Toward the end of our July 16 post, “The Future of America’s Economy…,” we suggested readers “watch for the June shipment numbers to be released by the RVIA (Recreational Vehicle Industry Association). If a disturbing trend should develop…”
As for what may be developing, please read on.
On July 23, Bloomberg cited comments from CL King analyst, Scott Stember, as the reason for the recent selloff in RV stocks. Stember believes the RVIA 2018 estimate for 7% industry shipment growth “will prove tough to hit.” He expects RVIA to lower its estimate around “the all-important” Open House event (late September) to 515,000-520,000 units from the current estimate of 540,000 units (versus 505,000 units in 2017).
[Due to a] slower-than-expected start to this year (weather related) at retail, industry trend more toward high-single-digit growth trajectory (vs up low doubles the last two years), leaving industry with “higher-than-optimal-stock” as Open House nears (and 2019 models will be introduced).
Stember also suggests that “certain OEMs plan to take additional time off in July-August (beyond the known two-week Fourth of July shutdown); wouldn’t be surprising to see Q3 towable shipment numbers decline in at least the low-double-digit range.” Stember says RVIA should publish June data “later this week.”
Shipment data for June, which does not follow a set disclosure schedule, was in fact released two days later, on July 25. Year-to-date total RV shipments are up 5.9% compared to last year through June.
The monthly year-over-year data, however, is less encouraging.
June 2018 compared to June 2017
|Class A Motorhomes||-26.70%|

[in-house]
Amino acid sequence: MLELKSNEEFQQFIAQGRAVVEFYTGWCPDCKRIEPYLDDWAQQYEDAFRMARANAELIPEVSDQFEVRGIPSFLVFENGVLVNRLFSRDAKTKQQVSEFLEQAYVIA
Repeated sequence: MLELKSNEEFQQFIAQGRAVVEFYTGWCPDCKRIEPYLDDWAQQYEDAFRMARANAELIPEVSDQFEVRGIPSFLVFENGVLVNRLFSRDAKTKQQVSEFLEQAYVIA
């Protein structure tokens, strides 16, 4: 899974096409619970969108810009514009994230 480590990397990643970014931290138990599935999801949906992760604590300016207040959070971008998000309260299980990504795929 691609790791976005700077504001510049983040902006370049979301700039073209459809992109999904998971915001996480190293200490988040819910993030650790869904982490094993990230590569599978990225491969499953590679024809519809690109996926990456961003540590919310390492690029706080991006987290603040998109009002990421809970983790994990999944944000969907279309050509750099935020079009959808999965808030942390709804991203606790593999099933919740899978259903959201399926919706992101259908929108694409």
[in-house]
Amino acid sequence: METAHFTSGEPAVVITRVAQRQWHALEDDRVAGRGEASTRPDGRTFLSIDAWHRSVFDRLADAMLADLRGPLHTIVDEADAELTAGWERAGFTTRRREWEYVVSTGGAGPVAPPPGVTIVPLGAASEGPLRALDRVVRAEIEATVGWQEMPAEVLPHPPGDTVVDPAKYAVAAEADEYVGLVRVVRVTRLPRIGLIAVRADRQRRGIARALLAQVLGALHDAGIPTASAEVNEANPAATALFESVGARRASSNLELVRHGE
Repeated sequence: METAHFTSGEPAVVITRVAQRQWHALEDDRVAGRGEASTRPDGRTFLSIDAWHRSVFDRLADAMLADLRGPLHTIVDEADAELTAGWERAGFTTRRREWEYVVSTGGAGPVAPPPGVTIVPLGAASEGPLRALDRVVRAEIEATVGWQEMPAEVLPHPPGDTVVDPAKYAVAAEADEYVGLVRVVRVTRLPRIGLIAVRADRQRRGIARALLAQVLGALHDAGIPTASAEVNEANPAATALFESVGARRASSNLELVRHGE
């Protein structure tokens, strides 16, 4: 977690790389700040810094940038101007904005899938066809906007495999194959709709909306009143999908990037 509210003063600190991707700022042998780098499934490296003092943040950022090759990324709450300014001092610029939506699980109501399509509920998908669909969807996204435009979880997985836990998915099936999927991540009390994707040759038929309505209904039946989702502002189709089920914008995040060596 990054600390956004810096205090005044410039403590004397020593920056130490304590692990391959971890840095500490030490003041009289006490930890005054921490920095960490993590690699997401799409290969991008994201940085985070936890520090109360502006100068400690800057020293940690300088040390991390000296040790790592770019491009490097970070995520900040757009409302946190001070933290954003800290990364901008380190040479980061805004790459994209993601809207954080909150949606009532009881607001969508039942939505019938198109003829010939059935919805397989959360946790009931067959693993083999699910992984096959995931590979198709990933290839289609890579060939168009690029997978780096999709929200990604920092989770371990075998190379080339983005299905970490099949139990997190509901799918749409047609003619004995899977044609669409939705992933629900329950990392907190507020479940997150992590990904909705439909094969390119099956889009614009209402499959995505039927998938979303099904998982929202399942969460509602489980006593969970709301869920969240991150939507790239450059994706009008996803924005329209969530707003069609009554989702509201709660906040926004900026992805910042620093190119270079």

|Class B Motorhomes||-20.70%|
|Total RV Shipments||-11.40%|
As Stember inferred above, it seems probable that July shipments will be down year-over-year as well.
In talking with several large and successful Midwestern dealers, the message is clearly different. One, which sells a lot of Class A’s, said that if they could find them, they’d buy 50 more units for inventory immediately. Another, with a significantly lower average selling price, said they had the best June ever but have had a hint of a slowdown in the subprime buyer category due to credit issues.
These anecdotes aside, it appears that manufacturers are responding to retail inventory levels, which may be a bit on the high side. Camping World’s Q2 conference call is on August 7, at 4:30 PM. Perhaps we’ll know more then…
Our fascination with the RV industry is, first and foremost, because it is Elkhart Indiana’s success story. Many of the people in the industry are our friends. Tangentially, as we noted in the last post, it is also an important leading indicator for the economy at large. Just as the WSJ feature title implies, “The Future of America’s Economy… Looks a lot like Elkhart, Indiana.”